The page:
18 November 2009

I shall post here continuing good news for Cornwall, developments which will positively help the people of Cornwall and the local economy and everyday lives. Everyone who wants the people of Cornwall to succeed in the modern world will welcome them. This post covers the second half of 2009. Vorsprung Cornwall 1 and 2 cover 2007, Vorsprung Cornwall 3 and 4 cover 2008, and Vorsprung Cornwall 5 covers the first half of 2009.

* Tonight, 18 November, is the festival of lights in Truro. People parade the streets, often in costume, on floats with lanterns they have made, young people to the fore. It is a newish thing for Truro but defying the winter dark with lights is as old as the hills. A joyous night, Cornwall celebrating, confident, happy.

* The Ofsted inspection of Gwinear primary school describes it as “an outstanding school.” Read the 24 October 2009 report here and note the many outstanding scores. (November 2009)

* The September festival at St Ives is now in full swing, a fortnight of music, guitars aplenty, song, drama, open art studios, and poetry recitals. The festival goes on strongly. Indeed, Cornwall has numerous festivals: for example, Trevithick day in Camborne, Golowan and Mazey day in Penzance, Obby Oss in Padstow, Run to the sun and the music festival in Newquay, the agricultural show in Wadebridge, and next month Lowender Perran in Perranporth, and many more. There is a strong celebratory and varied culture across the county. Art galleries, publicly and privately owned, everywhere in Cornwall are putting on exhibitions throughout the year.

* Business Cornwall reports that the pottery at Lelant in west Cornwall is closing as the owners are retiring but a wine shop and cafe is to open in the premises and that £480 000 is to be spent on improvements at Carn Brea Leisure Centre at Camborne. These are good stories of enterprise and investment in Cornwall when we face economic difficulties. Additionally, three gangmasters have lost their licences after an investigation into the living conditions and wages (and other matters) of some migrant workers. This is positive news that the authorities will act to protect workers and this enhances Cornwall’s reputation and supports the work of decent gangmasters. (September 2009)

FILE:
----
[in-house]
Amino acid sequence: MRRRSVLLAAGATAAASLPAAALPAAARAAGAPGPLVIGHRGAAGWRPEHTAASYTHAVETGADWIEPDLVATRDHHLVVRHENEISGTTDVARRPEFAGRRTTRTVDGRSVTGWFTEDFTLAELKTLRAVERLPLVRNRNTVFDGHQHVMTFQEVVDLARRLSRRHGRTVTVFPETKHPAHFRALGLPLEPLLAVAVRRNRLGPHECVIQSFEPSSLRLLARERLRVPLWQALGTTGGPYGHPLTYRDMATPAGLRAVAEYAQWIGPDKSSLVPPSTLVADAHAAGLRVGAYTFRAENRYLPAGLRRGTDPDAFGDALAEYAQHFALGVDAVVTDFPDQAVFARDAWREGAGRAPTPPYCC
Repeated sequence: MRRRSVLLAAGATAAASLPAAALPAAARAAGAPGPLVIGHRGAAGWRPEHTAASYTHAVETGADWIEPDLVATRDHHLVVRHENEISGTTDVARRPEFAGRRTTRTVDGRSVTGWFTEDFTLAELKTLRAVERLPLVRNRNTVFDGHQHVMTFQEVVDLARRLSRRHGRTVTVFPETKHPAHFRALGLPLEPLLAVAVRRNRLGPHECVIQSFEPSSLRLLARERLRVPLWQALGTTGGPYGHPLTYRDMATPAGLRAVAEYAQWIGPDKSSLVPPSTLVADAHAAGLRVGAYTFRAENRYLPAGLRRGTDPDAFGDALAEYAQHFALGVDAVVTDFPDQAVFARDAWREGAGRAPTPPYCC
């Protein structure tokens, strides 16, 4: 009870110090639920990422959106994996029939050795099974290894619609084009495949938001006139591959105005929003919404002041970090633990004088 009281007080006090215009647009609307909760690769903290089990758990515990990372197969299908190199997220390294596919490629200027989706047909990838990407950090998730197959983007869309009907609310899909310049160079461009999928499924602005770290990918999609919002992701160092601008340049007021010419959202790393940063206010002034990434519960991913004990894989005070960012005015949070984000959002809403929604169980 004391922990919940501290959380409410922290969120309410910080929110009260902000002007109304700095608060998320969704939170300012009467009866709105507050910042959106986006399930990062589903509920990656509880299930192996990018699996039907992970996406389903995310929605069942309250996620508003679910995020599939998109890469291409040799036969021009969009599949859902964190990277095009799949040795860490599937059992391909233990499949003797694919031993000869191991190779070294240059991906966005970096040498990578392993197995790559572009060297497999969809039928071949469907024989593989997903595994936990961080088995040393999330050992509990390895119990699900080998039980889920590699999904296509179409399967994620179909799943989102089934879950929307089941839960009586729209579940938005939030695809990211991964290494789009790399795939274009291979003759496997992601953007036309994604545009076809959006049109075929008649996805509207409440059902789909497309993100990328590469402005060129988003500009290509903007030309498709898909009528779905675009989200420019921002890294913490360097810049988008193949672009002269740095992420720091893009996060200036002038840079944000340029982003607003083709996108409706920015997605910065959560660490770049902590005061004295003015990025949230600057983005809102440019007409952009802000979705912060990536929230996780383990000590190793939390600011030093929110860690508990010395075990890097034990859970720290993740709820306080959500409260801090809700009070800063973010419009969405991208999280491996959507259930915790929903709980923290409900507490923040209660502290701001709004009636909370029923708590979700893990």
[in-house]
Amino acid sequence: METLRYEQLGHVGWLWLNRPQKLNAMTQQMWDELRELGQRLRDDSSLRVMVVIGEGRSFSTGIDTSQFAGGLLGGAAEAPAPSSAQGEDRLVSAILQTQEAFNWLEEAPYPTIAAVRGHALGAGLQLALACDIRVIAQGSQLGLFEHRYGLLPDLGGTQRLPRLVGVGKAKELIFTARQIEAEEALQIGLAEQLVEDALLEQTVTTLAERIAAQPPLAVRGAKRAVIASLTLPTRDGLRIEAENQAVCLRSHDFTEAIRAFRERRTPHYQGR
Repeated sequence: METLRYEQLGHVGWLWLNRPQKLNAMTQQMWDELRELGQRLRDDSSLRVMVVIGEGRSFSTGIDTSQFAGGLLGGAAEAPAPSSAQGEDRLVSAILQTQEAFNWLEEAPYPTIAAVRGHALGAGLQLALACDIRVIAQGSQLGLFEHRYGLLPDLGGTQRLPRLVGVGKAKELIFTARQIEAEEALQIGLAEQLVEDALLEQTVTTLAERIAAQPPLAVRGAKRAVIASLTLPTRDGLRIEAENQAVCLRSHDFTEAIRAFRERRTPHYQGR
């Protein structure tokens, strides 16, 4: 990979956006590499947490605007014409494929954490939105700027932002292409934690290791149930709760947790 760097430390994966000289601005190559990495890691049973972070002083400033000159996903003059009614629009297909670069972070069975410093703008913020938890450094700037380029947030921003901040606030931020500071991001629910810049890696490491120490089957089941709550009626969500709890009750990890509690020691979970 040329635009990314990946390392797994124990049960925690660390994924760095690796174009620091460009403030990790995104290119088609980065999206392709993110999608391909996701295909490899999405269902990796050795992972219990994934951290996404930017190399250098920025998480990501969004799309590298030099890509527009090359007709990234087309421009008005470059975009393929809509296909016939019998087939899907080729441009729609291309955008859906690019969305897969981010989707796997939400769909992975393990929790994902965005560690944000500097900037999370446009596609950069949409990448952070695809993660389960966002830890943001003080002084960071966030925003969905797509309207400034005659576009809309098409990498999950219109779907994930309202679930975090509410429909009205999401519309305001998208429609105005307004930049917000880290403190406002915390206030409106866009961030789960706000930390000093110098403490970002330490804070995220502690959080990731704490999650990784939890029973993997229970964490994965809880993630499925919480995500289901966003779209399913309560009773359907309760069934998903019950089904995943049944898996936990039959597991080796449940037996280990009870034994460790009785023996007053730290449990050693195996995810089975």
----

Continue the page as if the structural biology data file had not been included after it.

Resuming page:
* The report by John Mills into the temporary and unplanned closure of Newquay airport as it transformed into a civilian airport has now been published. There are some criticisms about management of risks and the project and some sensible recommendations for the future but nothing alarming. Mills rightly sums up the airport project as having “created a vital and excellent asset for the benefit of the whole county.” It’s important to recognise that. (August 2009)

* A parliamentary answer shows how much unsung outstanding progress has been made in council house standards in Cornwall. Three former districts, Caradon, Carrick, and North Cornwall had council houses; the other districts had disposed of theirs. In 2004 a large 46 percent of these council houses in Cornwall failed to meet the decent homes standard; in 2008 this had fallen to 7 percent. In numbers the fall was from 4964 houses to 767. That is still too many and the 2008 percentage in former Caradon, 14 percent, is much too high but government and local councils have worked well to tackle this in Cornwall and throughout England and make homes decent for people. The new unitary council must continue with this work.

The detailed data is at DEP 2009-2057 here (July 2009).